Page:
1. You started in Manila as young creatives in 2005, then went on to be ACDs in Bangkok, Creative Directors in London, and now ECDs in Amsterdam in 2021. This is an impressive career progression for both of you, working together as a solid Art and Copy tandem. Do describe the challenges of moving from different agency networks, clients, and countries and what traits, professional mindset, does one have to possess to make it this far?

Kat: 2021 would mark the 11th year since I’ve left Manila, and every year has come with its own set of challenges. It hasn’t been easy being away from family and friends, learning new languages and cultures, and raising a child with both of us working full-time. But I suppose what’s kept us going is our desire to stay curious and keep growing. You don’t evolve without pressure, and you don’t learn if you’re always comfortable. The other observation I would make is that we are our best selves when we are idealistic. And so, for most of our journey, it has been a case of creating the conditions to stay in this mode, with our environment, the people we work with, and the ideas we surround ourselves with.

EJ: Moving from different agencies wasn’t such a huge challenge, personally. We had always been with MullenLowe during our entire Bangkok and London stints, and that lasted about nine years. We had also worked on a lot of global Unilever brands by that time and so the teams pretty much knew each other across MullenLowe agencies.

Moving from different countries was probably the most challenging: adjusting to the weather, figuring out school systems, and learning how to order beer. But I suppose once you take on a sponge mindset and embrace the frustrations as part of the adventure, you’ll learn to laugh through them.

Caring has also helped me navigate my way through different office cultures. It’s one of our soft powers as Filipinos and I’ve never met an OFW who didn’t care about their work and people.

  1. The pandemic has brought in seismic and transformative shifts in consumer behavior, marketing strategies, market needs, creative direction, and workplace adaption. Are we adapting well to the pace of these changes and what do you think we need to do to manage and succeed as creative partners to clients who seek your expertise?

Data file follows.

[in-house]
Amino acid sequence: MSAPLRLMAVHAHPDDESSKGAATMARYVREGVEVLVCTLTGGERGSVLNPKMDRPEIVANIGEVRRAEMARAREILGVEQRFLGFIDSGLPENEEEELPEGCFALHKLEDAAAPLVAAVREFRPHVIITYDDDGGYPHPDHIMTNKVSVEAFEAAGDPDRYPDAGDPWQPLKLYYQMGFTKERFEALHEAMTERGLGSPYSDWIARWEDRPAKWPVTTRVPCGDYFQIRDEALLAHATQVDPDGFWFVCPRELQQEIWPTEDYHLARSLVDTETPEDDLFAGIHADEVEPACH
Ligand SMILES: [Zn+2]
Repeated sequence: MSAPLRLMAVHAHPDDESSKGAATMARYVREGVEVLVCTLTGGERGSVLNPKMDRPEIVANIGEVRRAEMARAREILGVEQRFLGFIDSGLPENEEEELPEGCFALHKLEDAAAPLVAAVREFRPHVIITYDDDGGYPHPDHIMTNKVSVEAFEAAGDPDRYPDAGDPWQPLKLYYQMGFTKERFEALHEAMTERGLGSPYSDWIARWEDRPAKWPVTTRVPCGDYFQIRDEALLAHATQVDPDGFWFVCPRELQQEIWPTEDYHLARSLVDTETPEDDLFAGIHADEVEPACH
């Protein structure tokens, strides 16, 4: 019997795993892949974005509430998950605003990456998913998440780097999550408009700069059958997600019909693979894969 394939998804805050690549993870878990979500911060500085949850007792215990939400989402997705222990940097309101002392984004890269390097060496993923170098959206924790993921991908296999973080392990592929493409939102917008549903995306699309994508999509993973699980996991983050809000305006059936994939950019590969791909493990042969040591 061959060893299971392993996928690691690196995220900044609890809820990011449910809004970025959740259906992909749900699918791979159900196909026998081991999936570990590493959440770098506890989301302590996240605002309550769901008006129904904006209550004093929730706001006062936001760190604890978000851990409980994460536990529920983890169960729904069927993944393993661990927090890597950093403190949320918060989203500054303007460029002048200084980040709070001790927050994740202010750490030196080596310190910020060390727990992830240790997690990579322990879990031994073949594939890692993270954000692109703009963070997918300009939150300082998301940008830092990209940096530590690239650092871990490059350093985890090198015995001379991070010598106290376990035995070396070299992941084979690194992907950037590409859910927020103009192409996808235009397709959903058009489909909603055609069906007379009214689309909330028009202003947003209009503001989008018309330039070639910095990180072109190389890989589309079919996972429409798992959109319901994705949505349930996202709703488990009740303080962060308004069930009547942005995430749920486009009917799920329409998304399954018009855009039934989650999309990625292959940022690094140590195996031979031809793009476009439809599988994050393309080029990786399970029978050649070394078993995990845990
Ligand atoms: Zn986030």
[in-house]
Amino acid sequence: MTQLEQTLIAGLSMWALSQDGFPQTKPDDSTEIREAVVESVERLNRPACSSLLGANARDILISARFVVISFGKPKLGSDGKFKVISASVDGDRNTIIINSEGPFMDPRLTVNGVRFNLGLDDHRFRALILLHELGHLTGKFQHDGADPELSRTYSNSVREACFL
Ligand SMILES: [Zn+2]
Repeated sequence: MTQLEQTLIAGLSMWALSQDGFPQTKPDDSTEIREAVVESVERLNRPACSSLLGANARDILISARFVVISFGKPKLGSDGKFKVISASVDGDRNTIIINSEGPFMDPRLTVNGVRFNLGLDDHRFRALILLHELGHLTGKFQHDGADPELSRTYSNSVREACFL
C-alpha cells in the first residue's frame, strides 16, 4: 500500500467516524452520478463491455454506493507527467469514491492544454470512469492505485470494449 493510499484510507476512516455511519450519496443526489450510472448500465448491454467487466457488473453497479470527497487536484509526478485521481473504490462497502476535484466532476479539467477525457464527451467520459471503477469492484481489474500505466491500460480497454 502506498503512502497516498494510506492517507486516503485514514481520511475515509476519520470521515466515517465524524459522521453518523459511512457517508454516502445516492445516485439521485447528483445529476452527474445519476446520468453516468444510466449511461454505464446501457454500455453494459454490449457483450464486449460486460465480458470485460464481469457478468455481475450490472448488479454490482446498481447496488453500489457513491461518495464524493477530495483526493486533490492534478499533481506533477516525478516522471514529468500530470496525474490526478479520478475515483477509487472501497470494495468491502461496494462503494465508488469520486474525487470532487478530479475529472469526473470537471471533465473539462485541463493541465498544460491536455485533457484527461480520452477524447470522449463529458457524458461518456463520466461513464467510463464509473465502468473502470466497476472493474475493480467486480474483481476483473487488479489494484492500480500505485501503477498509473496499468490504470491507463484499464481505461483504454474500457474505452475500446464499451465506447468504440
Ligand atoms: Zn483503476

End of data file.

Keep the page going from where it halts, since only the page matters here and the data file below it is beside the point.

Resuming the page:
Kat: The unique thing about this pandemic is that every single person in the world has been affected by it in one way or another. Life is never going to go back to how it was for many of us, and so I think the first thing we need to do is recognise that. There needs to be some rejection for how things used to be, and a lot more empathy for how people might want things to be. Every person will have a story to tell: we need to listen, imagine how we can make a difference, and adapt. From what I’ve observed, the people who have succeeded in the last year have been the nimble ones: those who are more willing to let go of the past and take on a new mindset moving forward.

I also think it’s a good time to reflect on what we stand for. At a time when people are feeling isolated, there’s an opportunity to offer a sense of belonging through shared values. That is true whether you are leading a team or building a brand. As a leader, we could set the stage and help people find purpose in the work we do. And for our brands, we could imagine how they might resonate emotionally, whether that’s through a little bit of levity, an extraordinary experience, or real, meaningful action.

EJ: As an industry, I think we’ve responded well. Offices prioritized the health of employees, some good work came out despite the challenges, and we proved that we’re capable of being creative in our production processes. To succeed, I believe we should keep listening, stay empathetic, and produce work with integrity. 

5. Please show us five pieces of work that have defined your careers.